A night of fear and rain

Paterno R. Esmaquel II
Flood victims spend the night in fear with Pagasa maintaining warnings of non-stop rain

RIZAL, Philippines – One of them has two children who caught fever due to continuous rain. Another lines up for food to give her brood of 6, and ends up with a half-bowl of noodle soup for them to partake of.

Flood victims in San Mateo, Rizal spend Tuesday night, August 7, in fear and uncertainty after the state weather bureau warned of continuous monsoon rain within the next 24 hours.

NO CHOICE. Evacuation centers are cramped but flood victims have to stay here for their famillies' safety. Photo by Paterno Esmaquel II

The rain reminded them of the disastrous tropical storm Ondoy in 2009 – and rightly so, with the current weather condition having surpassed the rain dumped by Ondoy.

Kinakabahan po ako, tapos naiiyak na lang po, kasi kanina po noong naghahakot kami, hanggang dibdib ang tubig sa akin,” said Dayay Campay, who went with her child for food at her community’s village hall. (I am troubled, and I feel like crying, because when we were salvaging our belongings, the water was chest-high.)

Campay stays at a makeshift evacuation area along with her neighbors. It is the second place to which they evacuated in two days, after the first place they went to – a church – was also submerged in floodwater Tuesday.

UNCERTAIN DAYS. Flood victims spend their nights and days in uncertainty amid continuous rain. Photo by Paterno Esmaquel II

The place has no walls, only a roof, and Campay said it can work to the evacuees’ advantage. “Pag na-trap ka kasi mahirap eh,” she said. (It is more difficult if we are trapped.)

‘God’s command’

Right across from the barangay hall, a Baptist church serves as an evacuation center for 500 individuals. The church’s pastor, Roel Palit-ang, said the church also opened its doors for flood victims during tropical storm Ondoy in 2009.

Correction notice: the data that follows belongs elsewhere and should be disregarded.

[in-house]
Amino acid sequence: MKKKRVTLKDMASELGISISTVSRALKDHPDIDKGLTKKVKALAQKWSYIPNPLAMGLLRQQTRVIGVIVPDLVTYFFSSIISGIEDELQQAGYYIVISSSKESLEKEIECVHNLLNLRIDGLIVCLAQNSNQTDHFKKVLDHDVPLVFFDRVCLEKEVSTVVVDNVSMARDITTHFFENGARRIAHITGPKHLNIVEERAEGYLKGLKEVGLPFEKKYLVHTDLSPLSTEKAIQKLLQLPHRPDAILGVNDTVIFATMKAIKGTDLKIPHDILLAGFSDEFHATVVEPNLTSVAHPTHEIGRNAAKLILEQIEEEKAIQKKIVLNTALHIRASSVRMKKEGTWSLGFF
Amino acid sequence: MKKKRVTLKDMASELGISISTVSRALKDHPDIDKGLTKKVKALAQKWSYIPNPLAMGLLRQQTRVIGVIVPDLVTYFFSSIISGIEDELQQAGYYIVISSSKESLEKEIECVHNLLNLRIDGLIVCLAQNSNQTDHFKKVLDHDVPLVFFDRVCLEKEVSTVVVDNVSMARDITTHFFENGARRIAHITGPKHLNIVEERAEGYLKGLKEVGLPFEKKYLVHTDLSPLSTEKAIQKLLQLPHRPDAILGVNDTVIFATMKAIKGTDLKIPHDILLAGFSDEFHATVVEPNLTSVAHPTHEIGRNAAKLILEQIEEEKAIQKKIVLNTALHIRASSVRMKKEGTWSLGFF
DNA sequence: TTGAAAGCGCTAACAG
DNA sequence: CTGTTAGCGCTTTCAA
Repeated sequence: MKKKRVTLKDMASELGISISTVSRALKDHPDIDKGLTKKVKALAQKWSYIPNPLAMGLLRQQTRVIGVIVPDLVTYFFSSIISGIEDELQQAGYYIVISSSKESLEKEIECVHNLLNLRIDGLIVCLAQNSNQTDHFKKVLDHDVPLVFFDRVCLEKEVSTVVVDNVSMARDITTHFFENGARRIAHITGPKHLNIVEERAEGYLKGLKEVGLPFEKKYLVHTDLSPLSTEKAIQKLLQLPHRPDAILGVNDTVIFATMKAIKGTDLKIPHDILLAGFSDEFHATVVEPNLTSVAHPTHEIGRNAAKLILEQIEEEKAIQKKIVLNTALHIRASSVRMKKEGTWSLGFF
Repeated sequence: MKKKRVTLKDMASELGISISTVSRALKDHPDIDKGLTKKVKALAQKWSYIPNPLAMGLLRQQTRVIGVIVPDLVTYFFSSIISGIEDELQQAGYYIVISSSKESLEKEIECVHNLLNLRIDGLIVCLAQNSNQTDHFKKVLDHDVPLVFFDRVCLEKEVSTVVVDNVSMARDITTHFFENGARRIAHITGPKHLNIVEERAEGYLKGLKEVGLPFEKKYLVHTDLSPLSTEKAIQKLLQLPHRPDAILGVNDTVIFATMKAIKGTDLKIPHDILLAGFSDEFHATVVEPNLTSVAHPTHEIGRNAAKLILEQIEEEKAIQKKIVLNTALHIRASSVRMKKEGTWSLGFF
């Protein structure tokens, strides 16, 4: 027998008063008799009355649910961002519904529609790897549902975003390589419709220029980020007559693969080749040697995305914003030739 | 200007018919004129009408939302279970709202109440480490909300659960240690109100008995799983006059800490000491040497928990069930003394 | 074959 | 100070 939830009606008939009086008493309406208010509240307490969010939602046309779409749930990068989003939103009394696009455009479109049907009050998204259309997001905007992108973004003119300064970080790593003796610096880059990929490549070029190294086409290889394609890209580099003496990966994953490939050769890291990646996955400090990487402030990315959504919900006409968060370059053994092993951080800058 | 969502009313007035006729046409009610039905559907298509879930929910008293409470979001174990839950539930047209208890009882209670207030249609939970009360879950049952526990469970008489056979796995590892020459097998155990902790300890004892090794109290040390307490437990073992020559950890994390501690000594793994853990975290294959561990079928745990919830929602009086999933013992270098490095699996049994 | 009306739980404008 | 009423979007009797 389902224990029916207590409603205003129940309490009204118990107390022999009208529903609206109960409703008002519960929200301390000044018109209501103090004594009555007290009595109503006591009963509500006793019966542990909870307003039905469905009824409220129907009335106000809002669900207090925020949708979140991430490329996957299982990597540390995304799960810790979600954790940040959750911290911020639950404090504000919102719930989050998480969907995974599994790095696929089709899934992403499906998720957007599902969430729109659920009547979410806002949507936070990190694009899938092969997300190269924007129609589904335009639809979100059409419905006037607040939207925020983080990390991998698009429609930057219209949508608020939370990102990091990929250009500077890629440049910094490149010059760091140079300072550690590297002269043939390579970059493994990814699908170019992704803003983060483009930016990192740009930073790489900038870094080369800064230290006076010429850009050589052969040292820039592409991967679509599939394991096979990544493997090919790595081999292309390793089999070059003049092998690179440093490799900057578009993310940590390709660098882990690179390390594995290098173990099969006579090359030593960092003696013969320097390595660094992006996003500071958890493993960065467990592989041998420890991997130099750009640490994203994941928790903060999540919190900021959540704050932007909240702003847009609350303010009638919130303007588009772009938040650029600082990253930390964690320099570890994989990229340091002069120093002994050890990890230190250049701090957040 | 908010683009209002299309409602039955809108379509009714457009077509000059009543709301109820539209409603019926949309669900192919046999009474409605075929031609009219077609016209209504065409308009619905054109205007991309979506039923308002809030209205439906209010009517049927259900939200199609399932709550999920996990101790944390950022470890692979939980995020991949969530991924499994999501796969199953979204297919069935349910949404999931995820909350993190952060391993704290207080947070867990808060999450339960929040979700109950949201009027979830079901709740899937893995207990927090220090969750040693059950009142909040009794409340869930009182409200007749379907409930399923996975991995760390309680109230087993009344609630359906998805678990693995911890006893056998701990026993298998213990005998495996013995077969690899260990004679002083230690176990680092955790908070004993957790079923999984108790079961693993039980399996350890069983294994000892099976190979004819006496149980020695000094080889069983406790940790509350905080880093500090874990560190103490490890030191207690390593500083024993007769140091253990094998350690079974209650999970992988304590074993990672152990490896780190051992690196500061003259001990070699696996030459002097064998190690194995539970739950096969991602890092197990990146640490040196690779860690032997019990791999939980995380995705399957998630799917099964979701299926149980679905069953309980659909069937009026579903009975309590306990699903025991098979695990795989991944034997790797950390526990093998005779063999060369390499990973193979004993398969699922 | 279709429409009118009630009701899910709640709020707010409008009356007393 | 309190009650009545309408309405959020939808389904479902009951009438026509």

Utos din ng Diyos yan, at sabi rin ng Panginoon na ibigin ang kapwa, at ito ang kaparaanan namin kung paano namin maipapakita sa aming kababayan ang aming pagtulong at pag-ibig sa kapwa,” Palit-ang said. (That is also God’s command, and the Lord also said we should love our neighbor, and this is our way to show our countrymen our help and love for others.)

OPEN DOORS. A Baptist church turns into an evacuation center. Photo by Paterno Esmaquel II

An evacuee in the church, Flor Apostol, made an appeal to President Benigno Aquino III himself. Flood submerged her house beside the San Mateo River.

Gusto sana naming manawagan sa aming mahal na Pangulo, kay Noynoy Aquino, na sana tulungan kami na ma-relocate kami,” Apostol said. (We want to call on our dear President, Noynoy Aquino, to help us be relocated.)

Including those in San Mateo, up to 16,500 families reportedly stay in 216 evacuation centers nationwide, according to the National Disaster Risk Reduction and Management Council. Disaster officials say the monsoon rain has affected more than 123,000 families in all.

‘Sense of helplessness’

In a press briefing Tuesday, Aquino noted the government has addressed its “sense of helplessness” when Ondoy struck in 2009. “Ngayon, maraming magsasabi na mabilis silang natulungan at palagay ko naman, naaksyunan agad iyon,” he said. (Now, more people say they’ve been aided more quickly, and I think that was immediately acted upon.)

BASIC NEEDS. Evacuees need food and water; donations accepted in various relief centers. Photo by Paterno Esmaquel II

He noted the Department of Social Welfare and Development’s prepositioned goods as well as the Department of Trade and Industry’s moves to prevent overpricing.

But the government needs more drastic moves to prevent similar situations in the future.

Aquino also brought up the idea of transforming waste into energy. He said this can solve the problem of waste disposal, which usually worsens flooding in the Philippines.

So ‘pag ang basura nagkaroon ng halaga, iyan na rin ang magiging solusyon – hindi na yung punitive – at gagawing may incentive na. Aayusin yung pagkolekta at pag-dispose (ng basura),” he explained. (So once garbage has value, that will also be a solution – not punitive in nature, but something with an incentive. We will fix the system of collecting and disposing of garbage.)

DRASTIC MOVES. How can President Benigno Aquino III, who holds a disaster briefing Tuesday (in photo), address Metro Manila's flooding problem? Photo by Gil Nartea/Malacañang Photo Bureau

In the meantime, people in evacuation centers sleep in fear, as a consequence of an often flooded metropolis. – Rappler.com

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Paterno R. Esmaquel II

Paterno R. Esmaquel II, news editor of Rappler, specializes in covering religion and foreign affairs. He finished MA Journalism in Ateneo and MSc Asian Studies (Religions in Plural Societies) at RSIS, Singapore. For story ideas or feedback, email pat.esmaquel@rappler.com